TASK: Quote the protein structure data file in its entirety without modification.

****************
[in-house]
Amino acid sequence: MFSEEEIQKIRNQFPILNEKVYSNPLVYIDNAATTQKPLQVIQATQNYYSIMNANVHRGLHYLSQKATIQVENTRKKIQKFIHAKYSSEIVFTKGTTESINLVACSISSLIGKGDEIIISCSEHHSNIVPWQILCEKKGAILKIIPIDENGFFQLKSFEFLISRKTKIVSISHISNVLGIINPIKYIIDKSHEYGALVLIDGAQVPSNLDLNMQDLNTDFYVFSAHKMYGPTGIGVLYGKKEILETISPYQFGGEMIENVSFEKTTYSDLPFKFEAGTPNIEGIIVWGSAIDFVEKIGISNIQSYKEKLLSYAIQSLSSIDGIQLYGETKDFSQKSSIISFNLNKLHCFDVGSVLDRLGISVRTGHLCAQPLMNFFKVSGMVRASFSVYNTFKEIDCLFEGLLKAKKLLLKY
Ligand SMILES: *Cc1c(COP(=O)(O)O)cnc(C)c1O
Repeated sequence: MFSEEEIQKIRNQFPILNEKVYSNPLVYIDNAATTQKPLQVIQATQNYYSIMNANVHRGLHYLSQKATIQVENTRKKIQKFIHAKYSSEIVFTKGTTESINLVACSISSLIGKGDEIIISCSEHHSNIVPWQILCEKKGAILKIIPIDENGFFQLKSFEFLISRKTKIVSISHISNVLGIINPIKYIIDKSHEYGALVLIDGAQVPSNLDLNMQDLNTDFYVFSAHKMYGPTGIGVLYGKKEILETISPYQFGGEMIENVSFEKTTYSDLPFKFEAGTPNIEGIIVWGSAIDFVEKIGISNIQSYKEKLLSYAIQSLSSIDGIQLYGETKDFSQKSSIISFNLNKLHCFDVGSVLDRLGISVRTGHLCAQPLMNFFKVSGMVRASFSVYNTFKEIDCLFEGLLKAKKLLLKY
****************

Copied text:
[in-house]
Amino acid sequence: MFSEEEIQKIRNQFPILNEKVYSNPLVYIDNAATTQKPLQVIQATQNYYSIMNANVHRGLHYLSQKATIQVENTRKKIQKFIHAKYSSEIVFTKGTTESINLVACSISSLIGKGDEIIISCSEHHSNIVPWQILCEKKGAILKIIPIDENGFFQLKSFEFLISRKTKIVSISHISNVLGIINPIKYIIDKSHEYGALVLIDGAQVPSNLDLNMQDLNTDFYVFSAHKMYGPTGIGVLYGKKEILETISPYQFGGEMIENVSFEKTTYSDLPFKFEAGTPNIEGIIVWGSAIDFVEKIGISNIQSYKEKLLSYAIQSLSSIDGIQLYGETKDFSQKSSIISFNLNKLHCFDVGSVLDRLGISVRTGHLCAQPLMNFFKVSGMVRASFSVYNTFKEIDCLFEGLLKAKKLLLKY
Ligand SMILES: *Cc1c(COP(=O)(O)O)cnc(C)c1O
Repeated sequence: MFSEEEIQKIRNQFPILNEKVYSNPLVYIDNAATTQKPLQVIQATQNYYSIMNANVHRGLHYLSQKATIQVENTRKKIQKFIHAKYSSEIVFTKGTTESINLVACSISSLIGKGDEIIISCSEHHSNIVPWQILCEKKGAILKIIPIDENGFFQLKSFEFLISRKTKIVSISHISNVLGIINPIKYIIDKSHEYGALVLIDGAQVPSNLDLNMQDLNTDFYVFSAHKMYGPTGIGVLYGKKEILETISPYQFGGEMIENVSFEKTTYSDLPFKFEAGTPNIEGIIVWGSAIDFVEKIGISNIQSYKEKLLSYAIQSLSSIDGIQLYGETKDFSQKSSIISFNLNKLHCFDVGSVLDRLGISVRTGHLCAQPLMNFFKVSGMVRASFSVYNTFKEIDCLFEGLLKAKKLLLKY